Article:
The 116th Boston Marathon, almost every marathon runner has probably thought about Boston at some point. Either they have qualified and run it, they have attempted to qualify year after year, they dream of being able to qualify, they know a friend who has qualified, or they are one of those special breed of runners who races Boston to win on a huge stage for a large prize purse. And if they don’t fall into any of those categories they likely have a friend who does, or a family member who does, and they have most certainly heard about it’s prestige.
I was fortunate to experience Boston as my second marathon, qualifying by the skin of my teeth in my first marathon way back in 2004 in 3:39:42. Since then I have run Boston 6 times, 6 times getting faster, but 6 times missing my personal goals. While I know runners who come to Boston and dominate the course, I think it is fair to say I am not one of those runners. I love the Boston Marathon vibe. I love the prestige. I absolutely love the after party, but this marathon does nasty things to me. It is not my course by any means and this is likely one of the last times I will race Boston competitively. It is just not the best race for me to utilize my running skills!
A few years ago at Boston it was my goal to break into the top 100 and go sub 3! The goal was not achieved and I was pretty disappointed with my effort and result. This year I had hopes of doing much better on both accounts given my high fitness, and despite the weather predictions I was relatively confident this would be my fastest Boston ever. It definitely didn’t sit well with me last year when I slowed over 13 minutes on the back half of the course and once again narrowly missed going sub 3. Last year we had perfect weather and I ignored all my bodies signals and went out faster than I could hold on the day, paying for it and being humbled yet again. For both my previous two Bostons I placed well below where I was expected to given my fitness and past racing experience.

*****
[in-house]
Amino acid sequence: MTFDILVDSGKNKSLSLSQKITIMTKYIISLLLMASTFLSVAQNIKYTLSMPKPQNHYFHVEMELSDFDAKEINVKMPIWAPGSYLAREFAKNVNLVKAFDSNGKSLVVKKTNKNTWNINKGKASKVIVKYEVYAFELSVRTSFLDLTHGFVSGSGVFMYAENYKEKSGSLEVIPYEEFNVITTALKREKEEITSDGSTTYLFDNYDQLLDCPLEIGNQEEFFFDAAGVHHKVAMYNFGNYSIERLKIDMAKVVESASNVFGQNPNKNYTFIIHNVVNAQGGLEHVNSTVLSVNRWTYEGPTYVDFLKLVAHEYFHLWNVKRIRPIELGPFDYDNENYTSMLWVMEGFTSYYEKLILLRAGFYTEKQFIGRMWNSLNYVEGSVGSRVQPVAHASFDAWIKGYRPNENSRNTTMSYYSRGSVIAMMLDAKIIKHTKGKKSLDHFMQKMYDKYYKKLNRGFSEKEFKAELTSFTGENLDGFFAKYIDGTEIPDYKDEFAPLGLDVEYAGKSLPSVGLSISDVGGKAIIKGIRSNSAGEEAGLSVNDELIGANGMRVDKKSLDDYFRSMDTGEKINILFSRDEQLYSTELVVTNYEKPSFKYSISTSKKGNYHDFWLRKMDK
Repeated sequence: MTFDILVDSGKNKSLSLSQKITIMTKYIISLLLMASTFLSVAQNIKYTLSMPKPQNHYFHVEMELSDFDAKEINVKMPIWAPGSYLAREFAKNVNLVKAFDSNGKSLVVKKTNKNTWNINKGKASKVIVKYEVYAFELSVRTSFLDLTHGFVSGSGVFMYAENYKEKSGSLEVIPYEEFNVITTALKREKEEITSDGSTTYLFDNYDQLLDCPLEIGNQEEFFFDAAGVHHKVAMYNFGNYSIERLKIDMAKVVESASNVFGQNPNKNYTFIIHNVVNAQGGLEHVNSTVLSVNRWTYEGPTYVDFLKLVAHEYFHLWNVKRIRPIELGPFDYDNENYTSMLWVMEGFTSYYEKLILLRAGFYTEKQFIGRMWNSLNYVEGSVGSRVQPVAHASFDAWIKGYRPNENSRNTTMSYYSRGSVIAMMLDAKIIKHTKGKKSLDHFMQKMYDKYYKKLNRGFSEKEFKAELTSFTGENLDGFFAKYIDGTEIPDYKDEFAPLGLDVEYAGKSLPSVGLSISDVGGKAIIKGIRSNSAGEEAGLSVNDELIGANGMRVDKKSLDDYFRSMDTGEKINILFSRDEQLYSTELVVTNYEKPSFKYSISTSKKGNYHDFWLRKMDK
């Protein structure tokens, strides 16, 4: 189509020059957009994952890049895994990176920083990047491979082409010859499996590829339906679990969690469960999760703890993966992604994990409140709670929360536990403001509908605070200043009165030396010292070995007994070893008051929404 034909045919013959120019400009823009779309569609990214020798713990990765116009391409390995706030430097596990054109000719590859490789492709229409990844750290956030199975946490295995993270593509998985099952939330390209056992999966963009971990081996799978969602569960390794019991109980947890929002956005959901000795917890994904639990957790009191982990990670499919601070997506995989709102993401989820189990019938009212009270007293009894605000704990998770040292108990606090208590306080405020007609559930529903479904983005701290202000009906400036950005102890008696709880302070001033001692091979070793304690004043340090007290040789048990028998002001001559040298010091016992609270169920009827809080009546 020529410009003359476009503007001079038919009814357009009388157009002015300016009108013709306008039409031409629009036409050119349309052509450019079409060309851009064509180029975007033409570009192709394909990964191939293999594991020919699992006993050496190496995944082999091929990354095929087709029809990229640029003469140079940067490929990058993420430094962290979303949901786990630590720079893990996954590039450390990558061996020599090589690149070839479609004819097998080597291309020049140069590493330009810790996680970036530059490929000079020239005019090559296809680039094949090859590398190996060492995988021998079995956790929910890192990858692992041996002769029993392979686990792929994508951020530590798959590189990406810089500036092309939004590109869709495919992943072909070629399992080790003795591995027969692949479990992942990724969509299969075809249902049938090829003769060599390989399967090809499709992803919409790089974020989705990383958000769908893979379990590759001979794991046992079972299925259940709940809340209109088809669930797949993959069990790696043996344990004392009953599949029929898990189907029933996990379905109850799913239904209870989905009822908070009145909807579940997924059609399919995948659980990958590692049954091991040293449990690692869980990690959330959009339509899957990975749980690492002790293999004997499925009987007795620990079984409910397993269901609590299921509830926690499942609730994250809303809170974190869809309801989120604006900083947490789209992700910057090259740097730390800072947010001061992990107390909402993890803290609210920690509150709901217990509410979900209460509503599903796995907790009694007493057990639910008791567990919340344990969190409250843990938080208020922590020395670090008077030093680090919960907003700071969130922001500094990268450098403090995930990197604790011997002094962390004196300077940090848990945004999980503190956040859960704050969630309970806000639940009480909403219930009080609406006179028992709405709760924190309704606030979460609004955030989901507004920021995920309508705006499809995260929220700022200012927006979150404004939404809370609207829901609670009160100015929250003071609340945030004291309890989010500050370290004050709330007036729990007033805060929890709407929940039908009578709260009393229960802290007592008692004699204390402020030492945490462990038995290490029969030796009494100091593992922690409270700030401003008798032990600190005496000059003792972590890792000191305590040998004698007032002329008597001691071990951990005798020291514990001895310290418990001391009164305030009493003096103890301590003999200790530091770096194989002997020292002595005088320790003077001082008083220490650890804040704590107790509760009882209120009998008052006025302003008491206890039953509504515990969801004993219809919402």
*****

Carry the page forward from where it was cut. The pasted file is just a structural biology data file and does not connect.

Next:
I was determined this year to race Boston in the best way possible and not to let the hills get the best of my competitive nature or my quads. With each day closer to the marathon the predicted temperature kept rising and many runners kept worrying about it. I made up my mind that it would be whatever it was and that no matter the weather I was just going to race the best marathon I could on the day.
I am not sure if it was the weather forecast, the lack of a real time goal, or just being comfortable with the fact that this marathon was solely for me, but I felt absolutely no pressure going into this race. The only real concrete goal I had was to be the top female Ohioan and to be as competitive as I could amongst the women’s field. I had an idea of what time I could expect on a good day, and I had an idea about what the weather would do to that, but I had no intention of getting caught up in those time’s or the paces on race day.
Race morning dawned and for the first time ever on marathon morning I did not wake up before the alarm. I rested soundly and was more than content to snuggle under the covers before finally rising and getting ready to race! I think this relaxed start to the day was a sign of good things to come!
I absorbed everything, I did the usual race prep while making my way with friends to Hopkinton. I emptied my bladder what seemed like a gazillion times and I started sweating long before we hit the line. Today was going to be a scorcher, no doubt about it! And my thoughts? Bring it!
I was ready to challenge myself, the heat, and the course. We did a brief warm up and my body did not feel good. My left hammy was talking, my left calf had a tiny charlie horse, and the strides felt sluggish, but only time would tell how the race would go so I bullied my way to the front of coral 2 and begged nicely for a spot under a gentleman’s umbrella to await the start and minimize my time in the sun.
From the gun this Boston was different for me. I ran moderately but patiently and just let my legs determine the pace. I wore no Garmin and only checked my splits for the first 6 or so miles. It was hot, but it felt tolerable and I had a plan.
To cope with the heat I opted to carry a water bottle with me for the first 5k so I wouldn’t have to fight the crowds at the first few aid stations. My plan was to take water every stop, a salt pill every other 5k and a gel every other 5k. From the start I had to practice patience as I watched a handful of female competitors fly by me in the first 2 miles, and the famed Minnie even went by. Trust me I had to fight everything in my nature to let a man in a Minnie costume pass me so early in a race :)
But that was the name of the game for many of the early miles, I was clocking consistent 6:40′s and knowing that was about a 2:54 finish and right in the range I thought might be reasonable given the heat I stopped looking at the watch and trusted my pacing instincts. I had to turn down friends as they caught and passed me and let them go and I had to watch as new friends pulled ahead. It was just too early in the race to be cocky and overly aggressive.